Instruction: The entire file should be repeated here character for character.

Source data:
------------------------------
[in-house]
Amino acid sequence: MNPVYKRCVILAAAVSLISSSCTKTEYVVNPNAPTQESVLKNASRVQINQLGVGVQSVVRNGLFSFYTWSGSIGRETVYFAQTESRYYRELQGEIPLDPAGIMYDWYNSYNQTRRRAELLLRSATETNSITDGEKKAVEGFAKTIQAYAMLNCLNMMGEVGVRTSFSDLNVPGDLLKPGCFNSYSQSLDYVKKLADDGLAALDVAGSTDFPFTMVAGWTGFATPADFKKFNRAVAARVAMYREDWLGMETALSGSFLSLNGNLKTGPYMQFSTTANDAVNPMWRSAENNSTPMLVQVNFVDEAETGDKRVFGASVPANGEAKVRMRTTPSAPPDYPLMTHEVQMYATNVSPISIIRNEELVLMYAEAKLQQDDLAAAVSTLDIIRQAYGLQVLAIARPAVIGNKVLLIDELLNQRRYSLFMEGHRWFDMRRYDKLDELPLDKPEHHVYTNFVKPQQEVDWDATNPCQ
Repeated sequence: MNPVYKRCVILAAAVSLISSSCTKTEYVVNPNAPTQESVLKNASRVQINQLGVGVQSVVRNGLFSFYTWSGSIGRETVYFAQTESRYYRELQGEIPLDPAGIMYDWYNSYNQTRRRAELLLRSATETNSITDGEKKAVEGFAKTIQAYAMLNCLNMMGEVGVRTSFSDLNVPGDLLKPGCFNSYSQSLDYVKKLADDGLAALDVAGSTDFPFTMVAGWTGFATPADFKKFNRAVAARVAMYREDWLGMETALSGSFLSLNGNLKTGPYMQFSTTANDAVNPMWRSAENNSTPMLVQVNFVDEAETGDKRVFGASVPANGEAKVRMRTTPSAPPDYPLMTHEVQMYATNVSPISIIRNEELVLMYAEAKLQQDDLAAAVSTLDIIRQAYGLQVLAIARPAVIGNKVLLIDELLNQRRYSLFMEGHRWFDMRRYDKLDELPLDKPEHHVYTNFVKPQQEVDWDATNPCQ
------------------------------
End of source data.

[in-house]
Amino acid sequence: MNPVYKRCVILAAAVSLISSSCTKTEYVVNPNAPTQESVLKNASRVQINQLGVGVQSVVRNGLFSFYTWSGSIGRETVYFAQTESRYYRELQGEIPLDPAGIMYDWYNSYNQTRRRAELLLRSATETNSITDGEKKAVEGFAKTIQAYAMLNCLNMMGEVGVRTSFSDLNVPGDLLKPGCFNSYSQSLDYVKKLADDGLAALDVAGSTDFPFTMVAGWTGFATPADFKKFNRAVAARVAMYREDWLGMETALSGSFLSLNGNLKTGPYMQFSTTANDAVNPMWRSAENNSTPMLVQVNFVDEAETGDKRVFGASVPANGEAKVRMRTTPSAPPDYPLMTHEVQMYATNVSPISIIRNEELVLMYAEAKLQQDDLAAAVSTLDIIRQAYGLQVLAIARPAVIGNKVLLIDELLNQRRYSLFMEGHRWFDMRRYDKLDELPLDKPEHHVYTNFVKPQQEVDWDATNPCQ
Repeated sequence: MNPVYKRCVILAAAVSLISSSCTKTEYVVNPNAPTQESVLKNASRVQINQLGVGVQSVVRNGLFSFYTWSGSIGRETVYFAQTESRYYRELQGEIPLDPAGIMYDWYNSYNQTRRRAELLLRSATETNSITDGEKKAVEGFAKTIQAYAMLNCLNMMGEVGVRTSFSDLNVPGDLLKPGCFNSYSQSLDYVKKLADDGLAALDVAGSTDFPFTMVAGWTGFATPADFKKFNRAVAARVAMYREDWLGMETALSGSFLSLNGNLKTGPYMQFSTTANDAVNPMWRSAENNSTPMLVQVNFVDEAETGDKRVFGASVPANGEAKVRMRTTPSAPPDYPLMTHEVQMYATNVSPISIIRNEELVLMYAEAKLQQDDLAAAVSTLDIIRQAYGLQVLAIARPAVIGNKVLLIDELLNQRRYSLFMEGHRWFDMRRYDKLDELPLDKPEHHVYTNFVKPQQEVDWDATNPCQ